What he is is a workhorse. Phaneuf has played the 6th most games of any D since he entered the league, and he is only behind on that list because he missed 12 games this season. (He is 4th in ice time.) Phaneuf is a Top 2 – at least for the moment – and he can eat minutes like crazy. But he is 30 and he has a really long contract that isn’t exactly cheap. A team with an up and coming #1 D who could benefit from having a veteran on that pairing would likely cherish a minutes-eater like Phaneuf.

The question is, which team would that be? Because it doesn’t make any sense for the Leafs to keep him, now that the rebuild is official. He will just be asked to continue to do too much. My hope is the Leafs can get something back for him – since he is a valuable player in the right circumstance – rather than having to pay someone to take the contract.

If he stays here, he will continue to be attacked by the media, he will take up cap space, and he will continue to get played way too much. (Unfortunately, Phaneuf has a “limited” no trade clause, making him harder to deal.)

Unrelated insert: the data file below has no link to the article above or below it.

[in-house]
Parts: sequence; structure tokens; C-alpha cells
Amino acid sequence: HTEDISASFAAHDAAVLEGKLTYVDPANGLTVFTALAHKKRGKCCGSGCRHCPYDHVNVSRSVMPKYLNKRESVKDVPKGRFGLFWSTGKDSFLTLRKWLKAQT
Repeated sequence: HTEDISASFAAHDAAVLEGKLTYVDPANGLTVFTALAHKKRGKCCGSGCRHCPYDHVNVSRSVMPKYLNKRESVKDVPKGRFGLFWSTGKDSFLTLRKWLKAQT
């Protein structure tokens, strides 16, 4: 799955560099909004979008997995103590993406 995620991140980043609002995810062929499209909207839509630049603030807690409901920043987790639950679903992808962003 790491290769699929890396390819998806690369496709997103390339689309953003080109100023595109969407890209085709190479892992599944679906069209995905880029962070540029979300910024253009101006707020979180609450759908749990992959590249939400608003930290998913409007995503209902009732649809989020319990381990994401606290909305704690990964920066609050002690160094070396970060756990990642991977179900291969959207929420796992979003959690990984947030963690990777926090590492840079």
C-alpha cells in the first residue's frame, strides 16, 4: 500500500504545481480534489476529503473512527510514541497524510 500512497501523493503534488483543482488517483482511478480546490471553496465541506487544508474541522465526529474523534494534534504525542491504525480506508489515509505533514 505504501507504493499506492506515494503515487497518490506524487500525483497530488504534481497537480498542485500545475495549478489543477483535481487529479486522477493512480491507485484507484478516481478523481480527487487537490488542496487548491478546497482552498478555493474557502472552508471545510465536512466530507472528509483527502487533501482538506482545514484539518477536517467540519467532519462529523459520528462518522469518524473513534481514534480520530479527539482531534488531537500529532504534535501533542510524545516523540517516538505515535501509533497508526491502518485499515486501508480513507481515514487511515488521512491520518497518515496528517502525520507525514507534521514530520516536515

Jake Gardiner, 24, D:

  • 4G, 20A for 34P, -23 in 79 games, 20:58 ATOI
  • Career 82-game average: 7G, 23A for 30P, -10, 21:10 ATOI
  • UFA in 2019, Cap Hit of $4.05 mil per season
  • Acquired by Brian Burke with Joffrey Lupul and a 4th round pick (later traded) for Francois Beauchemin

One of the great deals of Burke’s tenure was to trade a defenseman perceived to be “struggling” – at least perceived by Torontonians to be struggling – for three assets, one of which was a rather unheralded prospect at the position.